COMMONAGE INFORMATION MUST BE EXAMINED BY FARMERS AND PLANNERS FOR ACCURACY

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COMMONAGE INFORMATION MUST BE EXAMINED BY FARMERS AND PLANNERS FOR ACCURACY
19 Mar 2015

COMMONAGE INFORMATION MUST BE EXAMINED BY FARMERS AND PLANNERS FOR ACCURACY

Hill Farming, Rural Development

IFA Hill Committee Chairman, Pat Dunne, has urged farmers with their planners to examine carefully the recently published information issued by the Department of Agriculture on commonage land.

Pat Dunne said it was important that farmers with their planners determine the accuracy of the information, particularly the minimum and maximum stocking rate figure for each commonage. When such information was published over 2 years ago it was clear that the figures were wrong in some instances and bore no relationship to the stocking requirement on the commonage.

It is up to the planners as part of the commonage management plan (CMP) to ensure that the minimum / maximum are the appropriate amount. The min/max are a guide, as outlined to IFA at meetings with the Department of Agriculture.

The IFA Hill Chairman said that the Department of Agriculture guidelines to planners to carry out the CMP must now be issued for discussion without delay. Planners and farmers must be given ample time to ensure that all commonage farmers can be eligible for GLAS.

Pat Dunne has again confirmed that the GLAS area for payment will in most cases be greater than the reference area for the commonage. This will help more hill farmers achieve a higher payment under the scheme. At a rate of €120/ha – farmers with 42ha or more commonage will qualify for the max €5,000. For commonage with less than 42ha some measures have to be taken as part of the GLAS plan to achieve the max.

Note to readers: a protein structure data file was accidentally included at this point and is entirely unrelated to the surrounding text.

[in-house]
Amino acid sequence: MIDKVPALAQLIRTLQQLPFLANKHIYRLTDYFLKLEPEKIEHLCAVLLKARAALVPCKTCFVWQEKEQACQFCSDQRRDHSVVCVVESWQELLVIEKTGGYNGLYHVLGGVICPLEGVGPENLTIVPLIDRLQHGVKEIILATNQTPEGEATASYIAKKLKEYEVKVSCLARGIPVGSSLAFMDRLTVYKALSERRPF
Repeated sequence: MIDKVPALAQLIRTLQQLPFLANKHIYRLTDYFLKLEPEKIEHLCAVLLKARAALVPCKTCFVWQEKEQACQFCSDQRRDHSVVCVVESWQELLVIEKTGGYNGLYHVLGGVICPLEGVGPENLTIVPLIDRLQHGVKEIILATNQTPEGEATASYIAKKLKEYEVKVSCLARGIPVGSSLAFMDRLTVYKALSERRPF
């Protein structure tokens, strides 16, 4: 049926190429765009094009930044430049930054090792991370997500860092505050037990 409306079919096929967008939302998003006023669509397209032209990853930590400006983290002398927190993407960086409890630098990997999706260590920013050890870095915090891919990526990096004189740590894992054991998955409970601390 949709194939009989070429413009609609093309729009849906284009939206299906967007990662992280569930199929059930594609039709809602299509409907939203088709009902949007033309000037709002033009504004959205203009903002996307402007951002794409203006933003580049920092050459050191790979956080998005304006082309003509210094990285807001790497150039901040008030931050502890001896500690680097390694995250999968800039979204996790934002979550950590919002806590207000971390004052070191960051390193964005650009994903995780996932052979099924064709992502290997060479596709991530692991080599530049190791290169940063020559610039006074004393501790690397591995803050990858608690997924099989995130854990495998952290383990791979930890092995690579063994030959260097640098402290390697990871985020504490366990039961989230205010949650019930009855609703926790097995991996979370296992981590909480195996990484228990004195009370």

IFA has also pointed out that where a farmer can achieve the maximum payment of €5,000 from the commonage, the planner fees must be lower as the CMP is effectively doing the individual plan for the farmer.

IFA has called on the Minister for Agriculture to ensure that the commonage farms with significant commonage and SACs qualify for the GLAS plus €2,000 top-up in a similar way to areas where there are endangered bird species.

Concluding, Pat Dunne said that it is up to Minister Coveney that maximum flexibility applies to commonage areas to achieve the stocking levels required and all shareholders who apply for GLAS and are allowed to enter the scheme.

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